• 1 Assure new contract has been received prior to providing services
  • 15 June STEP Training/Work Verification Sheet (final billing) due 4th quarter Match Expenditure Report Flow Chart Due


15 July STEP Training/Work Verification sheet due


15 August STEP Training/Work Verification sheet due


15 September STEP Training/Work Verification sheet due 1st Quarter Match Expenditure Report due 1st Quarter flow chart


Reminder - Student Progress Reports due to STEP Counselors or Transition Specialists at end of grading period. 15 October STEP Training/Work Verification Sheet Due


15 November STEP Training/Work Verification sheet due SCHEDULE OF DUE DATES & REMINDERS


Reminder - Student Progress Reports due to STEP Counselors or Transition Specialists at end of grading period. 15 December STEP Training/Work Verification sheet due 2nd Quarter Match Expenditure Report 1st Semester Flow Chart due


15 January STEP Training/Work Verification sheet due


Reminder - Student Progress Reports due to STEP Counselors or Transition Specialists at end of grading period. 15 February STEP Training/Work Verification sheet due


Final day for contract amendments 15 Match STEP Training/Work Verification sheet due 3rd Quarter Match Expenditure Report 3rd Quarter Flow Chart

MAY 15

April STEP Training/Work Verification sheet due


Reminder - Student Progress Reports due to STEP Counselors or Transition Specialists at end of grading period. 1 Final day for contract modification. 15 May STEP Training/Work Verification sheet due. 30 Download, sign, and return contract, prior to June 30th.



  • Example:

Responsibilities of the Student Learner:

The student learner will keep regular attendance, both in school and on the job, and cannot work on any school day that he/she fails to attend school; he/she will notify the school and employer if unable to report.

  • The student's OJE/OJT funds will be terminated if he/she does not remain in school.
  • The student will show honesty, punctuality, courtesy, a cooperative attitude, proper health and grooming habits, good dress, and a willingness to learn. * The student will consult the teacher-coordinator about any difficulties arising at the training site. 
  • The student will conform to the rules and regulations of the training site.
  • The student will furnish the teacher-coordinator with all necessary information and complete all necessary reports.

Responsibilities of the Parent(s): 

  • The parent(s) will encourage the student to effectively carry out duties and responsibilities.
  • The parent(s) will share the responsibilities for the conduct of the student while training in the program. 
  • The parent(s) will be responsible for the safety and conduct of the student while traveling to and from the school, the training site and home.

Responsibilities of the Training Sponsor/Employer: 

  • The training sponsor/employer will endeavor to employ the student for at least the minimum number of hours each day and each week for the entire agreed upon training period. 
  • The training sponsor/employer will adhere to all federal and state regulations regarding employment, child labor laws, minimum wages and other applicable regulations.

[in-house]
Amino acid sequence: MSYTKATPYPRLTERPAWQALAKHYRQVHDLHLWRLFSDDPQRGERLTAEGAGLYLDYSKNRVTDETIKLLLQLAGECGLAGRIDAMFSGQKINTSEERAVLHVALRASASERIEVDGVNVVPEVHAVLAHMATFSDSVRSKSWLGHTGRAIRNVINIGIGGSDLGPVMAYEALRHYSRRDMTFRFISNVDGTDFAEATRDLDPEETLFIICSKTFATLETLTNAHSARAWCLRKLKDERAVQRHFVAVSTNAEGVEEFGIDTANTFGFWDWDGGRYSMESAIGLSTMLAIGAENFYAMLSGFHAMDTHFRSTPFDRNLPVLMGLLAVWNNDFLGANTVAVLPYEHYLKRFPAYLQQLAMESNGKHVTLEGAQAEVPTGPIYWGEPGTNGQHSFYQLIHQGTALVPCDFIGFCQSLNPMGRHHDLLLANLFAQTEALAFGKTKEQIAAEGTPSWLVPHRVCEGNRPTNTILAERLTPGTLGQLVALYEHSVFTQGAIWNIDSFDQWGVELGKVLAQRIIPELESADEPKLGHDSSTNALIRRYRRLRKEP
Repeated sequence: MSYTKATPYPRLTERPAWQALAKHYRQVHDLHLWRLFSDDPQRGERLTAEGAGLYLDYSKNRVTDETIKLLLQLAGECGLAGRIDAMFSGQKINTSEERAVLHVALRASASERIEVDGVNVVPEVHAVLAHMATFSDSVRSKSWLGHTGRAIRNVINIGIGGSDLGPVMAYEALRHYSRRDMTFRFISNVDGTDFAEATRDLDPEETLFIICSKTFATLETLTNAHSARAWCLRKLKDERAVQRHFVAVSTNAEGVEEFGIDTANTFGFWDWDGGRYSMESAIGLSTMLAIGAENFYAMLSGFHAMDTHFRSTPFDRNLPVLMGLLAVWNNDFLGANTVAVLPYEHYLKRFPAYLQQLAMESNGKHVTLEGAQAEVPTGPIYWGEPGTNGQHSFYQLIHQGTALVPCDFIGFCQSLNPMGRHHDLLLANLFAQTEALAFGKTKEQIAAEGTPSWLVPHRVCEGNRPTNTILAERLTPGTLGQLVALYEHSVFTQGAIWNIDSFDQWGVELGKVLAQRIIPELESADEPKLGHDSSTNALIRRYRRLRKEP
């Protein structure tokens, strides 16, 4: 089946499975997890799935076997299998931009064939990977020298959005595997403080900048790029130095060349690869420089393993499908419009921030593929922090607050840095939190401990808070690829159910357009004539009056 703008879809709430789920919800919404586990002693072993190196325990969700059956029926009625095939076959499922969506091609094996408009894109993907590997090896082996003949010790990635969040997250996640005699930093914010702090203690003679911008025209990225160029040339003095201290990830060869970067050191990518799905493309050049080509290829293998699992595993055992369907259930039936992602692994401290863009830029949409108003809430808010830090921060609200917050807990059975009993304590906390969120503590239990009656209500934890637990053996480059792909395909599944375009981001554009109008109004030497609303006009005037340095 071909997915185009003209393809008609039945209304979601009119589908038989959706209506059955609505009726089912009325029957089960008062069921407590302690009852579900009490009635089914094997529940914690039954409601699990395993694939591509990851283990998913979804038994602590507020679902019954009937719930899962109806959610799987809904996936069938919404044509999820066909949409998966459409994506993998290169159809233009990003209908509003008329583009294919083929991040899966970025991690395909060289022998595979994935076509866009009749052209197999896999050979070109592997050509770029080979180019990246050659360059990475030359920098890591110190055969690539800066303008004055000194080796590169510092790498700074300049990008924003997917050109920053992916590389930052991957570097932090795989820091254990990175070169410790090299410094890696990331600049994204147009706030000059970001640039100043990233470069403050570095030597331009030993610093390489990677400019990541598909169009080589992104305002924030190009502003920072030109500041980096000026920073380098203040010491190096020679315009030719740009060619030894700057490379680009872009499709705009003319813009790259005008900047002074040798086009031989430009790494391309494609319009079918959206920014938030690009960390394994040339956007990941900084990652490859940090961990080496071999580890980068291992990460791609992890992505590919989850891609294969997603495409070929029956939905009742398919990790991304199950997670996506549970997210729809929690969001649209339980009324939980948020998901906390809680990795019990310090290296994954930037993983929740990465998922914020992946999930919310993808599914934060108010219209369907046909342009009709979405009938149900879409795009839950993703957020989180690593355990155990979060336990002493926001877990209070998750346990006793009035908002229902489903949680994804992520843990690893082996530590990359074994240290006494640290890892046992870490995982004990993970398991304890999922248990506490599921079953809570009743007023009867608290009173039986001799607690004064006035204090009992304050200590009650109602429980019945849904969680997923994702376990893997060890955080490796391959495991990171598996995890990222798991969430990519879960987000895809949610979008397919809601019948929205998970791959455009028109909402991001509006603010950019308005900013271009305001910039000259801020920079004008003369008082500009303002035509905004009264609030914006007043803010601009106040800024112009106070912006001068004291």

• The training sponsor/employer will see that the student is not allowed to remain in any one operation, job, or phase of the occupation beyond the period of time where such experience is of educational value. 
  • The training sponsor/employer will consult the teacher-coordinator about any difficulties arising at the training site and before any student trainee is terminated.

Page Two

Rules & Regulations for Student Learner

  • The training sponsor/employer will provide experiences that will contribute to the attainment of the student's career objective. 
  • The training sponsor/employer will assist in evaluating the student. 
  • The training sponsor/employer will provide time for consultation with the teacher-coordinator concerning the student. 
  • The training sponsor/employer will provide instructional material and occupational guidance for the student as needed and available.

Responsibilities of the School:

  • The school administration will employ and retain a qualified teacher-coordinator. 
  • The school administration will allow the teacher-coordinator sufficient time to provide the related instruction and to carry on necessary coordination activities.

Responsibilities of the Teacher-Coordinator:

  • The teacher-coordinator will coordinate related classroom instruction and on-the-job training to improve job performance and to better prepare the student for his/her occupational career objective. 
  • The teacher-coordinator will see that the necessary related classroom instruction is provided.
  • The teacher-coordinator will make periodic visits as necessary to the training site to observe the student and consult with the employer or training sponsor. 
  • The teacher-coordinator will assist in evaluation of the student.

This agreement may be terminated by mutual consent of the training sponsor and the teacher-coordinator.

It is understood the parties participating in this agreement will not discriminate in employment opportunities on the basis of race, religion, color, sex, or national origin.

Student Date Training Sponsor/Employer Date

ParentDateTeacher-Coordinator  Date

State of Illinois

Department of Human Services

Division of Rehabilitation Services

Consent for Services I hereby give consent (permission) for ______________________________ to receive and

participate in vocational rehabilitation services that will lead to employment.

(Parent of Guardian Signature)  (Date)

IL488-2458 (01/03)